More than 80 people, with some estimates of 100, crowded into the Inyo Supervisors boardroom Tuesday with spill-over into the hallway. The passionate views expressed matched the force of the over-sized crowd. The question now – will the planning bureaucracy make way for strong public views to the contrary. The Planning Department’s General Plan Amendment lays out 14 huge areas for potential solar development. More than 40 speakers made it clear they do not want that kind of invitation for industrial solar development in Inyo County.
The Inyo Supervisors said very little Tuesday. They heard the Planning Department lay out what they had done with State support and a grant toward solar development plans. Renewable Energy is the watchword from the State and Federal governments, but down at the local grass roots a part of the public wants to hold up a stop sign.
One by one, speakers stood up to respectfully and thoughtfully share their views on large-scale solar in Inyo County. All but one person asked the Supervisors not to support the General Plan Amendment. Speakers said the industrial plants would spoil the beautiful and wide desert views of the Valley.
Susan Hudson of Independence asked the Board not to approve the amendment. She said she was “beyond saddened.” Bryan Kostors said he believes the County should have a solar plan but a better one than proposed. Kostors started the website, deepestvalley.com, to rally those disturbed by the County plans. He said the online petition against the solar plan plus paper copies from the last three weeks added up to over 1,000 signatures in opposition. Jane McDonald later delivered the petitions in hard copy form to the Board. She said a good cross-section of people had signed, including some “old and familiar names.”
Kostors told the Board that while the planning staff did not intend for their ideas to “invite solar development, it doesn’t mean this won’t happen,” he said. Kostors said, “Our landscapes are too important. We can develop energy and protect our County.”
Julie Fought pointed to the importance of tourism. She said the LA aqueduct hurt us once. Said Fought, “Let’s not makes the same mistake twice.” Ilene
Mandelbaum of Lee Vining, long active in environmental issues, said what Inyo does has important ramifications for Mono County. The Eastern Sierra corridor, she said, is “an essential linkage for our tourists.” Mandelbaum quoted the Mono Economic Development strategy that found 86% of visitors stop to see scenic views. She warned Inyo that “You could turn abruptly in the wrong direction.”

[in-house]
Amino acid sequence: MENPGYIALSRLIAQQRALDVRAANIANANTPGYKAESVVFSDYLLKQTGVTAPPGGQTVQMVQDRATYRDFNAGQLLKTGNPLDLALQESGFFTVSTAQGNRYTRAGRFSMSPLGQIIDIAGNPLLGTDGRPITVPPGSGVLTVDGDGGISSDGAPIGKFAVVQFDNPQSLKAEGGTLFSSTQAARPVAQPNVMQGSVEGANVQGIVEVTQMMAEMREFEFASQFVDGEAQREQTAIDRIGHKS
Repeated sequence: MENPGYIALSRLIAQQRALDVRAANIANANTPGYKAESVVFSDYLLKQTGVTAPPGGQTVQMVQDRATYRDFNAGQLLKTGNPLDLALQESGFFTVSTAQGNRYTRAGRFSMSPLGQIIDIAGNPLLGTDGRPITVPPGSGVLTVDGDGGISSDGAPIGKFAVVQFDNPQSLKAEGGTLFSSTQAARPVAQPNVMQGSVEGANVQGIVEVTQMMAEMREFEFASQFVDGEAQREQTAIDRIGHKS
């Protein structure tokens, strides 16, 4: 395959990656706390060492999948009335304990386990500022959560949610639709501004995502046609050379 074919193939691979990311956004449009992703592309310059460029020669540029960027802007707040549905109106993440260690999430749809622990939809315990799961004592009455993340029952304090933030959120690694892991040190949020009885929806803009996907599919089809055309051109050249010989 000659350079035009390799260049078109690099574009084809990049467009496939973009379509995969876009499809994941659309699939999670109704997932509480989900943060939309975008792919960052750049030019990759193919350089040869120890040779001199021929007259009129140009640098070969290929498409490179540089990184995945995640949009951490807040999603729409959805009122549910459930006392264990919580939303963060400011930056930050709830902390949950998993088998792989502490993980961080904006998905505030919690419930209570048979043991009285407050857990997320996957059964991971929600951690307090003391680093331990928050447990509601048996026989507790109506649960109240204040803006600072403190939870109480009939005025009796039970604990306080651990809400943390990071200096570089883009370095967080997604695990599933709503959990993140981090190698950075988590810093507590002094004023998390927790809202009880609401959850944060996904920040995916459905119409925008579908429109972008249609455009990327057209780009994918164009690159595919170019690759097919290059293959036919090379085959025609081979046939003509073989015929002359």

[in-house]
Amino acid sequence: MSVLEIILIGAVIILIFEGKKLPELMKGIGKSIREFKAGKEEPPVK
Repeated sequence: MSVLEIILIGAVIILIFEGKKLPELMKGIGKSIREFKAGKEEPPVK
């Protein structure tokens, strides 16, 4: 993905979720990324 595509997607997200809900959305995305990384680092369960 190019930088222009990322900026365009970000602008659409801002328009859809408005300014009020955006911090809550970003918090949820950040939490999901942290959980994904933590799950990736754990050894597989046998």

James Wilson of Bishop, also a long-time environmental activist, said, “People come here because it doesn’t look like where they came from.” He said we need to keep Inyo “as wild as we can.” Many others said rooftop solar in Los Angeles could go a long way to meeting renewable energy needs. Still others pointed to technical problems with the County’s General Plan Amendment.
Gann Matsuda of the Manzanar Committee repeated the objections to the County’s proposed energy development area opposite Manzanar. Colin Smith, the Manzanar Park Service Superintendent told the Supervisors their plan needs to be looked at closely. Others called the industrial solar “too high of a price to pay”
and said, “beauty does matter.” A man from Los Angeles said he was “Mystified as to why you seem so anxious to sacrifice your fabulous vista to solar.” Ben Holgate said that very little of the thousands of acres in the General Plan Amendment “are appropriate for large scale development.” He advocated a local agency getting in the solar business.
The Wilderness Society and Sierra Club did not support the County’s plan. The powerful Center for Biological Diversity cautioned the County to look for a “less intensive alternative.” Famous mountain man, Andy Selters, said, “The Owens Valley is not disposable.” 42 people spoke, with all but one against the County’s plan. Jim Stroh said that he supports the Planning Department’s General Plan Amendment on solar. He said having a plan is better than no plan at all. He said the plan gives the County “minimum leverage” and that “people will seek out our resources.” The Supervisors indicated they had been moved by the speakers to look for a better solution. The question still remains – can they step outside of the bureaucratic juggernaut of planning to find a way toward solar that the Inyo public can embrace.